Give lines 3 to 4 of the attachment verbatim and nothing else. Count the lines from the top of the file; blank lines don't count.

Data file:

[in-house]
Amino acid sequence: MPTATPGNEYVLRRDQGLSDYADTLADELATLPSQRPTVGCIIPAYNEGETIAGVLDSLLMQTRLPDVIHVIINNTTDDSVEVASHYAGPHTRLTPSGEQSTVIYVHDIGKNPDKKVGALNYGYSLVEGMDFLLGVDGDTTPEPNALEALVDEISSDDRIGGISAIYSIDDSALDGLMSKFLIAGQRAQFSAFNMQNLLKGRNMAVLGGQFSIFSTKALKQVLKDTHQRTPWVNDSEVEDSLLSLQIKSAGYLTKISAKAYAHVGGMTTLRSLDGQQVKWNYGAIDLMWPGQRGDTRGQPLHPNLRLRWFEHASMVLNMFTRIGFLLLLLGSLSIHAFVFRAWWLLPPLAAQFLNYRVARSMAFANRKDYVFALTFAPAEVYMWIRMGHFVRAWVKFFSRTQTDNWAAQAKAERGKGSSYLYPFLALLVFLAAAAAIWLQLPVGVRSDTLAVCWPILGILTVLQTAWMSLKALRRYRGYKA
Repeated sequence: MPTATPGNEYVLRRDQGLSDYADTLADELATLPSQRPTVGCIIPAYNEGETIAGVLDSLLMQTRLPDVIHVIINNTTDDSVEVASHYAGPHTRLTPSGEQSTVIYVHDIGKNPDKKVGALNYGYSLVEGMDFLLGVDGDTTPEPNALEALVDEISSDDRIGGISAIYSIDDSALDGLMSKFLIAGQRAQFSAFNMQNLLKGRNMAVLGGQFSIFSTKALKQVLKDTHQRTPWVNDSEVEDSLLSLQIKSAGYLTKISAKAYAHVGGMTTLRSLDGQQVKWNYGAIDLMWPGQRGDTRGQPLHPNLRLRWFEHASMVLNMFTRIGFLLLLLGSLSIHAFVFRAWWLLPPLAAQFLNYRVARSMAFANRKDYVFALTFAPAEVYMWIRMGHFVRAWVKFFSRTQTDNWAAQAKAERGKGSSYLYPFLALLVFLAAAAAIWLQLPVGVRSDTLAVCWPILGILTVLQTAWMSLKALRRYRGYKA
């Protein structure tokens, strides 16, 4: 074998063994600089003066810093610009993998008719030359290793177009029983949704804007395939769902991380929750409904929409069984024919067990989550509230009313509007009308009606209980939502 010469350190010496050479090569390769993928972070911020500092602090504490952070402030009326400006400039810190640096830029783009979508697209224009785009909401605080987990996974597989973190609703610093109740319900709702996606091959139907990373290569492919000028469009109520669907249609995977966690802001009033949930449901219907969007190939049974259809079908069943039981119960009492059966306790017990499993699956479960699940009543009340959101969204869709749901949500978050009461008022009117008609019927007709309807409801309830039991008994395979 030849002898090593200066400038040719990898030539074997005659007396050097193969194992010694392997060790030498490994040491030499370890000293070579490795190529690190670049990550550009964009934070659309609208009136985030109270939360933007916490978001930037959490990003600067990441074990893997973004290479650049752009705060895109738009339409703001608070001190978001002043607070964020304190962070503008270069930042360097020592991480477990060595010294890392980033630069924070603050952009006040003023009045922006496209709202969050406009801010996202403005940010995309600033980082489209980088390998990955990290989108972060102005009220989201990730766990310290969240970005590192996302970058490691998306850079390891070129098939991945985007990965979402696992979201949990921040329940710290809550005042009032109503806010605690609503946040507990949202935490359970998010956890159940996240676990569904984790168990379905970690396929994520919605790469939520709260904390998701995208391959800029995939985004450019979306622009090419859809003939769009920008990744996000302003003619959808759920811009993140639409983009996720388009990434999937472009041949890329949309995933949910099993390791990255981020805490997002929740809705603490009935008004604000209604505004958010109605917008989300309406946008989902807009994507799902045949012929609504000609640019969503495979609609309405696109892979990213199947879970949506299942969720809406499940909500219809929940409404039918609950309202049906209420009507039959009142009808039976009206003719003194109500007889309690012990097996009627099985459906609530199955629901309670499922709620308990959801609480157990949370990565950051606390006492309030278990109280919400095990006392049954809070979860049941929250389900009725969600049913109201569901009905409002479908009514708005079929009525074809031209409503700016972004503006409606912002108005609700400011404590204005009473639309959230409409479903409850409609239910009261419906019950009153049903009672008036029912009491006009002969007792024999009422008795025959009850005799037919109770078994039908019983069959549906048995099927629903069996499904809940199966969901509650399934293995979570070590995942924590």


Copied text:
Repeated sequence: MPTATPGNEYVLRRDQGLSDYADTLADELATLPSQRPTVGCIIPAYNEGETIAGVLDSLLMQTRLPDVIHVIINNTTDDSVEVASHYAGPHTRLTPSGEQSTVIYVHDIGKNPDKKVGALNYGYSLVEGMDFLLGVDGDTTPEPNALEALVDEISSDDRIGGISAIYSIDDSALDGLMSKFLIAGQRAQFSAFNMQNLLKGRNMAVLGGQFSIFSTKALKQVLKDTHQRTPWVNDSEVEDSLLSLQIKSAGYLTKISAKAYAHVGGMTTLRSLDGQQVKWNYGAIDLMWPGQRGDTRGQPLHPNLRLRWFEHASMVLNMFTRIGFLLLLLGSLSIHAFVFRAWWLLPPLAAQFLNYRVARSMAFANRKDYVFALTFAPAEVYMWIRMGHFVRAWVKFFSRTQTDNWAAQAKAERGKGSSYLYPFLALLVFLAAAAAIWLQLPVGVRSDTLAVCWPILGILTVLQTAWMSLKALRRYRGYKA
């Protein structure tokens, strides 16, 4: 074998063994600089003066810093610009993998008719030359290793177009029983949704804007395939769902991380929750409904929409069984024919067990989550509230009313509007009308009606209980939502 010469350190010496050479090569390769993928972070911020500092602090504490952070402030009326400006400039810190640096830029783009979508697209224009785009909401605080987990996974597989973190609703610093109740319900709702996606091959139907990373290569492919000028469009109520669907249609995977966690802001009033949930449901219907969007190939049974259809079908069943039981119960009492059966306790017990499993699956479960699940009543009340959101969204869709749901949500978050009461008022009117008609019927007709309807409801309830039991008994395979 030849002898090593200066400038040719990898030539074997005659007396050097193969194992010694392997060790030498490994040491030499370890000293070579490795190529690190670049990550550009964009934070659309609208009136985030109270939360933007916490978001930037959490990003600067990441074990893997973004290479650049752009705060895109738009339409703001608070001190978001002043607070964020304190962070503008270069930042360097020592991480477990060595010294890392980033630069924070603050952009006040003023009045922006496209709202969050406009801010996202403005940010995309600033980082489209980088390998990955990290989108972060102005009220989201990730766990310290969240970005590192996302970058490691998306850079390891070129098939991945985007990965979402696992979201949990921040329940710290809550005042009032109503806010605690609503946040507990949202935490359970998010956890159940996240676990569904984790168990379905970690396929994520919605790469939520709260904390998701995208391959800029995939985004450019979306622009090419859809003939769009920008990744996000302003003619959808759920811009993140639409983009996720388009990434999937472009041949890329949309995933949910099993390791990255981020805490997002929740809705603490009935008004604000209604505004958010109605917008989300309406946008989902807009994507799902045949012929609504000609640019969503495979609609309405696109892979990213199947879970949506299942969720809406499940909500219809929940409404039918609950309202049906209420009507039959009142009808039976009206003719003194109500007889309690012990097996009627099985459906609530199955629901309670499922709620308990959801609480157990949370990565950051606390006492309030278990109280919400095990006392049954809070979860049941929250389900009725969600049913109201569901009905409002479908009514708005079929009525074809031209409503700016972004503006409606912002108005609700400011404590204005009473639309959230409409479903409850409609239910009261419906019950009153049903009672008036029912009491006009002969007792024999009422008795025959009850005799037919109770078994039908019983069959549906048995099927629903069996499904809940199966969901509650399934293995979570070590995942924590």